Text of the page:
CADORE. Photo by Paul Allyson R. QuiambaoIT IS only once in a while that UST is visited by the Dominican Master General, and the highest official of the Order of Preachers was immensely pleased with what the University has become after 400 years of existence.

Very Rev. Fr. Bruno Cadore, O.P., who holds the highest position in the University as Chancellor, said he was “very impressed” by UST’s intellectual “diversity,” which reflects its Dominican heritage.

“The order is very interested, from the beginning, to promote [everyone’s] capacity to think and to think freely, because the human intelligence is really a great force for freedom in this world,” Cadore told the Varsitarian after a meeting with Filipino Lay Dominicans at the Angelicum College in Quezon City last February 5.

This kind of capability, he explained, entails the responsibility of promoting what is good because “to serve the human intelligence is to serve the human freedom.”

The Master General said that UST’s Quadricentennial goes beyond festivities, adding it was also UST’s responsibility “to promote the freedom of thinking” among other universities in the order by using what the institution has achieved in academic and research endeavors.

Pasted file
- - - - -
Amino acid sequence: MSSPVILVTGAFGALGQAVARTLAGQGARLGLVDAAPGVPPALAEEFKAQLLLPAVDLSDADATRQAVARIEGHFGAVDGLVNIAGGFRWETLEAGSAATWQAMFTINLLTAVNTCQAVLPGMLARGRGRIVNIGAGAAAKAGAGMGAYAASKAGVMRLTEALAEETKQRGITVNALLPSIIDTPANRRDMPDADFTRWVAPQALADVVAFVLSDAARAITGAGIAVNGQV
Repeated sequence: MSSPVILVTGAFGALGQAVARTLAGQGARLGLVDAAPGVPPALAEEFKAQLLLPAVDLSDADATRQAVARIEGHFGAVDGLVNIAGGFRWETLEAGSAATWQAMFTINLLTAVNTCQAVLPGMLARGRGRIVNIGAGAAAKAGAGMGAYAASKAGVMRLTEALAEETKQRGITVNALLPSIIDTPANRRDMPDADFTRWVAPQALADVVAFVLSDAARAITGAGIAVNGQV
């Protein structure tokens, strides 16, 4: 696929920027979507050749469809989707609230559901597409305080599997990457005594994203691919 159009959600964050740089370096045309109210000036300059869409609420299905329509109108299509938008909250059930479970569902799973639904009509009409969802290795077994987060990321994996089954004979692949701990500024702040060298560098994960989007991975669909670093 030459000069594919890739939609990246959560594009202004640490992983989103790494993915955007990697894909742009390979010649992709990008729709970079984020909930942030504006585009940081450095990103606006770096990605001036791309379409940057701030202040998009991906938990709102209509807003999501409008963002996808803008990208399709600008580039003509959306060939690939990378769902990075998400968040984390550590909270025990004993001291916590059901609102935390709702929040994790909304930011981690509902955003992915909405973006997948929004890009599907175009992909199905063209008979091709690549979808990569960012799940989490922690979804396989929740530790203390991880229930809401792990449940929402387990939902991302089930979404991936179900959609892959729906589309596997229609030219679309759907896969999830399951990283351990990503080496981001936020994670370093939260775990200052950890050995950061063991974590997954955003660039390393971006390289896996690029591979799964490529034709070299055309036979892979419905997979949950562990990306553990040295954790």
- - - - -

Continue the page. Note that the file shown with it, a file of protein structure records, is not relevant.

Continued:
“When we celebrate the memory of [UST’s] foundation, [it] is the time to remember all that we received from [those who had formed its] history,” Cadore said.

In line with this responsibility, Thomasians should “serve the Church, serve the world, promote the family, and be confident in the capacity of humanity to create the world where everybody will be able to know that He is welcome in this world, the world of hospitality.”

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To the lay

During his meeting with the Dominican laity, the Master General asked the lay members of the Order to cooperate fully in the efforts of the Dominican clergy in the mission of preaching the Gospel.

“We need to be together—religious and lay,” he said.

To date, there are already two recognized chapters of lay Dominicans in UST—the Thomasian Professionals, which includes professors in the University and other Thomasian alumni, and the lay Dominicans of the Santisimo Rosario Parish.

Another branch, a “soon-to-be” chapter called Young Thomasian Professionals, was started three years ago by Belen Tangco, president of the Dominican Laity in the Province of the Philippines and former dean of the Faculty of Arts and Letters, to invite students of the University to go under Dominican formation at a younger age.

The Master General, who admitted that he was still discovering the Filipinos, said he believed the Dominican order in the country is “very important and very impressive.”

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